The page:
• Complex story; as Ben Horowitz, Co-founder of Andreesen-Horowitz and author of The Hard Thing About Hard Things says "the company story is the company strategy" (via Forbes). Being able to clearly articulate what your company does and what the growth path looks like moving forward is critical in gaining investor confidence. A very complicated business model that leaves investors confused is certainly not going to be favoured.
  • Going public for the wrong reasons; investors typically don't like to see a company that was unsuccessful in raising capital resort to the capital markets as a desperate option, nor do they want to see a company motivated to go public solely for liquidity reasons. Instead, focusing on the right reasons to go public (like raising less-dilutive capital, shares for M&A, profile/exposure, etc.) is what builds interest in the company and its story.
  • Unpreparedness; when a company is gearing up for its IPO, investors will be (as they should) extra diligent on getting a full understanding of the growth prospects as well as comfort around the risks pertaining to the company. Basically, investors and the public will look for assurance that the company and its management team are in a position to execute. If the management team doesn't have thoughtful answers to anticipated questions around things like the amount of capital to be raised, valuation, use of proceeds, motivations, etc. confidence will dwindle.

Consider watching some of our C-Suite videos which highlight stories and perspectives of companies listed on Toronto Stock Exchange and TSX Venture Exchange.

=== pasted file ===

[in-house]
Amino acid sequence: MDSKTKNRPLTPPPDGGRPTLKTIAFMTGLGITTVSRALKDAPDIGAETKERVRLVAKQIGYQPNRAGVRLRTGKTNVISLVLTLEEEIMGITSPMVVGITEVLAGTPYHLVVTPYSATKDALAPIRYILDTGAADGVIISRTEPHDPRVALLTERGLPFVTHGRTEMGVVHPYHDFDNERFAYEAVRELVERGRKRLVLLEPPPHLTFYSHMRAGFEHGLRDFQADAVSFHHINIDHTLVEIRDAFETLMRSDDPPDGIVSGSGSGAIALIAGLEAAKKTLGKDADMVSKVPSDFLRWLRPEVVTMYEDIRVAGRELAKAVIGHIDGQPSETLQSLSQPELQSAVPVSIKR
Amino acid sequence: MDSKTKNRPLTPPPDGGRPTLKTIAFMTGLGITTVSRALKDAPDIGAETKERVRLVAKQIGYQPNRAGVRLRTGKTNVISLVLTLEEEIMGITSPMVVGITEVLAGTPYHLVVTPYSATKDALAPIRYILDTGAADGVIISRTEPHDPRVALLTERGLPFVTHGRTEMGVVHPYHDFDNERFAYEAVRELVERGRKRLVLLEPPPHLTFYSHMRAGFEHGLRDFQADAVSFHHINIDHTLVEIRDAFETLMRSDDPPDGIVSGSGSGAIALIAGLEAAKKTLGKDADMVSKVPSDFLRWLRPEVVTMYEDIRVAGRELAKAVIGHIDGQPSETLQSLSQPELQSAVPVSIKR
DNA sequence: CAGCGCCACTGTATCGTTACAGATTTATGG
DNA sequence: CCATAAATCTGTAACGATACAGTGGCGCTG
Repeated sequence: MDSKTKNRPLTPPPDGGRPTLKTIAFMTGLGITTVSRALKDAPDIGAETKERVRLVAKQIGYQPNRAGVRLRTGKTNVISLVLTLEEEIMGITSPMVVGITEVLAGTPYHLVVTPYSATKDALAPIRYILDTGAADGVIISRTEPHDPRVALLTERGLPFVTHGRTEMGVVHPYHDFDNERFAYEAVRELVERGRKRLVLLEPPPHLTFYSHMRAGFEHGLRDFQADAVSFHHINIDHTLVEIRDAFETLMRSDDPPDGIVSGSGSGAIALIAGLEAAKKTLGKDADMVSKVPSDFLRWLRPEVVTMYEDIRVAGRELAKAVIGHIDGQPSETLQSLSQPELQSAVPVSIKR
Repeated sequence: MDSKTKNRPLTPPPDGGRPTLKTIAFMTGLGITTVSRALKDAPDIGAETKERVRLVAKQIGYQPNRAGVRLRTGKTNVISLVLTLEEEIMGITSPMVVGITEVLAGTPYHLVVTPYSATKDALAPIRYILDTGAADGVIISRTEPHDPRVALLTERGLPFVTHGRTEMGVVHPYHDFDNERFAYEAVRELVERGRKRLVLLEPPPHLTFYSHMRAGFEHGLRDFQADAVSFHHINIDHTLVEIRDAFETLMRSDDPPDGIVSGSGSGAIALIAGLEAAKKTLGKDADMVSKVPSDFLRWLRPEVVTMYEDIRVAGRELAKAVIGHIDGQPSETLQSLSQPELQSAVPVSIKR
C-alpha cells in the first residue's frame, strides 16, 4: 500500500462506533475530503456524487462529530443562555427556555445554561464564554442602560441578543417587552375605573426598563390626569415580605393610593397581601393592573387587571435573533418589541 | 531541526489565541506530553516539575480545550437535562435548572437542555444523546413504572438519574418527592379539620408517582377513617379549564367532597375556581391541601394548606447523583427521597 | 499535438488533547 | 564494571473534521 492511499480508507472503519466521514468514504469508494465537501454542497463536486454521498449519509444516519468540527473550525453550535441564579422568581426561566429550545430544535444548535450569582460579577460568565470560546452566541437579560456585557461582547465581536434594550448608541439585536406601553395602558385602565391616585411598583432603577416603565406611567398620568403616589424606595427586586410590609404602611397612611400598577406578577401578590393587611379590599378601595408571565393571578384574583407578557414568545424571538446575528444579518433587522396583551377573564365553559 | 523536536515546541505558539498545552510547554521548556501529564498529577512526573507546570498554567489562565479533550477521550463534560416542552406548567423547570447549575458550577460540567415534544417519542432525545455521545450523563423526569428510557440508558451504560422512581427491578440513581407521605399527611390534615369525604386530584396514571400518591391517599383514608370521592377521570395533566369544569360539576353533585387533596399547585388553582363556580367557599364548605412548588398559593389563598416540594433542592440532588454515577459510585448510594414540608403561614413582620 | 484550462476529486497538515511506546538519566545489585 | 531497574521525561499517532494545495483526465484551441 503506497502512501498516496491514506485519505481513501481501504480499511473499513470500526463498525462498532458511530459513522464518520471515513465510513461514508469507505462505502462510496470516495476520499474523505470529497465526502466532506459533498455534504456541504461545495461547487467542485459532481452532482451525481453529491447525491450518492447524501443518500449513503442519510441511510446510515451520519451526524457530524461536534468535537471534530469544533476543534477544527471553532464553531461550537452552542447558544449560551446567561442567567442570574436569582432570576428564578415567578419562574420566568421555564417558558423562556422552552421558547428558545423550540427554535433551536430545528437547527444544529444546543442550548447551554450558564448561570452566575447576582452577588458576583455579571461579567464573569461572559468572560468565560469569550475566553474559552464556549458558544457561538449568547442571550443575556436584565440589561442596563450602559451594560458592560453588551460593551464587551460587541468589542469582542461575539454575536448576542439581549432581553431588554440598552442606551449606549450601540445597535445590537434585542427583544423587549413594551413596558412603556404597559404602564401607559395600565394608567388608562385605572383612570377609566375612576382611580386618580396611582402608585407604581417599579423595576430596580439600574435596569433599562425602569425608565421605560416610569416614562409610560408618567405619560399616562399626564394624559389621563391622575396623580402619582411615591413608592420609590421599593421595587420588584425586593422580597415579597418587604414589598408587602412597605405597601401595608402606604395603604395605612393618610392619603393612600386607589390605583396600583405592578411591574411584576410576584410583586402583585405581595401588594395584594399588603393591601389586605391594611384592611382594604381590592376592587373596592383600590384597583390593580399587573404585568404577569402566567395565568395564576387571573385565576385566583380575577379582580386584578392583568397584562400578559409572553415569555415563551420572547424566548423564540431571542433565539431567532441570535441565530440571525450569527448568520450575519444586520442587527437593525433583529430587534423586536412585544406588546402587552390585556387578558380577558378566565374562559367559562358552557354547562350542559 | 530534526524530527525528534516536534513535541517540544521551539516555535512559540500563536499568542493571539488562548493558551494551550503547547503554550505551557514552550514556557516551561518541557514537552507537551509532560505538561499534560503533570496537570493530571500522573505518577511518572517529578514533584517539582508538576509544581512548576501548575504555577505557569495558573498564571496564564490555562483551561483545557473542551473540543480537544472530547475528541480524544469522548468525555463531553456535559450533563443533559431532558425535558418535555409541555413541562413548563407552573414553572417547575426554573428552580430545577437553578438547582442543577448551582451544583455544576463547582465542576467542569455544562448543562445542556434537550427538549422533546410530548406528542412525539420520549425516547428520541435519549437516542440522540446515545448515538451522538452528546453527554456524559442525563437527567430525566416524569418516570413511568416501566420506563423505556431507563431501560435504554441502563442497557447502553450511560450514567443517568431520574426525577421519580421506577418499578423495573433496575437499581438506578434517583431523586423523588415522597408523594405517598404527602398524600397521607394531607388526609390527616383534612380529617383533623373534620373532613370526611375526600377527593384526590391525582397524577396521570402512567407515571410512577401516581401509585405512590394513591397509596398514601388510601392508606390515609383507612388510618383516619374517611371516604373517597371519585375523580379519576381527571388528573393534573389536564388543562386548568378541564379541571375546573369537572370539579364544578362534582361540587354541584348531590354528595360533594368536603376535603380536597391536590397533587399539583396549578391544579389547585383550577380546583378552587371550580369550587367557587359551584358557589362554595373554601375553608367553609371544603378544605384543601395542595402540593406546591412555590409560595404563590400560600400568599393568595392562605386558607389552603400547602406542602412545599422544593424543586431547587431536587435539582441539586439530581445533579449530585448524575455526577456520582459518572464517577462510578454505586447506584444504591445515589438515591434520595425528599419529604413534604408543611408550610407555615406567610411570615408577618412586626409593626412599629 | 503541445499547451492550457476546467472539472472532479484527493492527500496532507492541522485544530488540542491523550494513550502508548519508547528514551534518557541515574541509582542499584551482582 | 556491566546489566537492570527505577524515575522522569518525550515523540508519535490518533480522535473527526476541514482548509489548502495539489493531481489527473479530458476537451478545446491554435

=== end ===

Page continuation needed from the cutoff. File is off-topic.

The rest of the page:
4. SETTING FALSE EXPECTATIONS

Setting false expectations before, during, or after a go-public event can really hurt the company's reputation as well as credibility with shareholders. False expectations aren't always intentional - sometimes this can happen from being overconfident or in response to pressure.

It's equally important to achieve forecasted numbers as the company goes through the public process as it is when they are publicly-listed to not miss their targets. The key is to provide stakeholders with as best of an accurate picture as possible as it relates to the company's performance. Things to be weary of;

  • Aggressive growth targets; if the company comes out of the gate with aggressive numbers it plans to hit and misses on targets early on, trust and credibility will likely falter
  • Big swings & misses: the first couple of quarters are a good tone setter as to management's ability to execute the plan, and companies who have shaky starts without engaging press releases will face more challenges
  • Financing is challenging: the company gets their financing just over the line without exceeding interest from capital providers

CONCLUSION

An IPO or any go-public process/event can be complex, long, and cumbersome. It can also be made less challenging by being aware of the common pitfalls as well as being as proactive as possible. Most of the major issues and redflags can, to some degree, be prevented or avoided by getting ahead of things early on in the process.


Photo of George Khalife

George Khalife

VP Capital Formation (Midwest U.S.),
Toronto Stock Exchange and TSX Venture Exchange
george.khalife@tmx.com

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*All data is sourced from TMX Analytics unless otherwise stated or something along those lines.